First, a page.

Google Violates Privacy Laws

Using its Street View service, Google has broken Canadian privacy laws by obtaining private information from open wireless networks.

Jennifer Stoddart, Privacy Commissioner of Canada, said in a statement that “Google did capture personal information — and, in some cases, highly sensitive personal information such as complete emails”, Google also apparently collected names, telephones numbers, addresses and usernames and passwords.

Mobile and Laptop users Beware

People who already use mobile phones and laptops and run specific Google apps are, sometimes unwittingly, sharing location information with Google. When people use Google Maps they are asked to fix their location, the phone or laptop then sends Google a list of all the nearby wireless hotspots and is then added to Google’s database. But Google says it doesn’t collect any other personal information this way. Google does mention this in it privacy policy but warms that if you decide to opt out, then you may not be able to use Wi-Fi hotspots to triangulate your location.

Sensitive Information Gathered

Potentially, thousands of Canadians could be concerned about these reports and some more than others as several particularly sensitive pieces of information where collected, such as a list of people who are suffering from different medical conditions, including their names and all their contact details.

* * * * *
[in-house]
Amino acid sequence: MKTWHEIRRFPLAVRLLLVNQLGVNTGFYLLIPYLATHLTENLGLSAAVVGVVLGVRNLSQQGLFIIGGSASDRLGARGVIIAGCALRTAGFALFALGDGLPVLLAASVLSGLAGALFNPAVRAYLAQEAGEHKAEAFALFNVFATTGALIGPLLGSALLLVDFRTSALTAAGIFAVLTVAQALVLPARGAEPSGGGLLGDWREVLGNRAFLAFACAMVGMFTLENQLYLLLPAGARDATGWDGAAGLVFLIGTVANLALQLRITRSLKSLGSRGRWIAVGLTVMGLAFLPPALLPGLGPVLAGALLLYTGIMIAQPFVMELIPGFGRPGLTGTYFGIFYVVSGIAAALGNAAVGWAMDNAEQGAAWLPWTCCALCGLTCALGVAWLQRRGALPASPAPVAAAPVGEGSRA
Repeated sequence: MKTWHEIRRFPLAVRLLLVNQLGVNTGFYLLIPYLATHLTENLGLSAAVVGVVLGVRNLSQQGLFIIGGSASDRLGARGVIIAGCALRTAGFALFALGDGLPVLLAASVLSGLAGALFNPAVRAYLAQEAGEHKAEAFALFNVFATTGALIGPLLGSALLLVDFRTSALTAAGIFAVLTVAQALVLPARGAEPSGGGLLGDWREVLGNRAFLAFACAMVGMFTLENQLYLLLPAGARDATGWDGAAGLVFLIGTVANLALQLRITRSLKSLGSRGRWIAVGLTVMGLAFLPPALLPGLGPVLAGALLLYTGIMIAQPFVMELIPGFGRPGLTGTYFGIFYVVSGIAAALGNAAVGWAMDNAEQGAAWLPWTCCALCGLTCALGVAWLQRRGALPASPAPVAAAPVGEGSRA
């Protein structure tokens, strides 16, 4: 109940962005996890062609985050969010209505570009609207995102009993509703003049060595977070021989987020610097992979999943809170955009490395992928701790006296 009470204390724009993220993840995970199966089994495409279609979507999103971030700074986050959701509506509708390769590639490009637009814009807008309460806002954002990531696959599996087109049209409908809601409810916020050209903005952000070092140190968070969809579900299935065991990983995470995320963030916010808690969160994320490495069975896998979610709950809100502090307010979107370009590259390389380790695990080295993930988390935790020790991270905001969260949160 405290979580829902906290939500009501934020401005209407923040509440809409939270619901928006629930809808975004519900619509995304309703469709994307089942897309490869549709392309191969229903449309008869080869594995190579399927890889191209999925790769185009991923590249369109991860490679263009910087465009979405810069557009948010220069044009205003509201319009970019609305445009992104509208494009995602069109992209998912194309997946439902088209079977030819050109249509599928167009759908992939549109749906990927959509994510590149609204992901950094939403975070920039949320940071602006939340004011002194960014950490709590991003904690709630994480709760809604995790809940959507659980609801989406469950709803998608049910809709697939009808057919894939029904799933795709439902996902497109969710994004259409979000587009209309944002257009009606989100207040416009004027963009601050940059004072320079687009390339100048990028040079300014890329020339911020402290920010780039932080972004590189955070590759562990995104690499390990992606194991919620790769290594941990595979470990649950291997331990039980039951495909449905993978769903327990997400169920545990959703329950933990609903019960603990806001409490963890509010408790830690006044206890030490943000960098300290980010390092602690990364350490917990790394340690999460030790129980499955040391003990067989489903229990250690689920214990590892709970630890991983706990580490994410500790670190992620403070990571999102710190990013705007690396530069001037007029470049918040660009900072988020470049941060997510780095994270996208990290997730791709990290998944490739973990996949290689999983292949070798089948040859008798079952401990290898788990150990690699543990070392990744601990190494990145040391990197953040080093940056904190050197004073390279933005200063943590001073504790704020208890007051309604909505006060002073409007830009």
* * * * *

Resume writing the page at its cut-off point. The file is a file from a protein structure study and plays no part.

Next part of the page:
In early June the Office of the Privacy Commissioner began investigating Google’s data collection technique after several other countries started to do so. This all arose from one of Google’s engineers testing a new bit of code that was supposed to pick up Wi-Fi transmission points to develop for other location-based services, but they inadvertently ended up collecting private information that was not encrypted or password protected.

As soon as Google realised what they had done they stopped its Street View car fleet and told the appropriate authorities. Google then released a statement on its blog, explaining that the data collected was an accident.

Jennifer Stoddart has given Google till 1st February to delete all of the personal data that was obtained but they are allowed to keep any relevant useful data as long as it is secured and access to it is restricted.

Heather Buckley is Director and co-founder of IT and business training providers Silicon Beach Training. Founded in 1999, Silicon Beach Training run public-scheduled training courses in their Brighton Training Centre as well as bespoke on-site courses worldwide. Popular courses include Social Media Training, Photoshop Training and PRINCE2 Training, which has recently been launched in Birmingham. Heather writes on the Silicon Beach Training blog with a focus on IT, Project Management and Social Media as well as offering Photoshop knowledge from her experience as a photographer.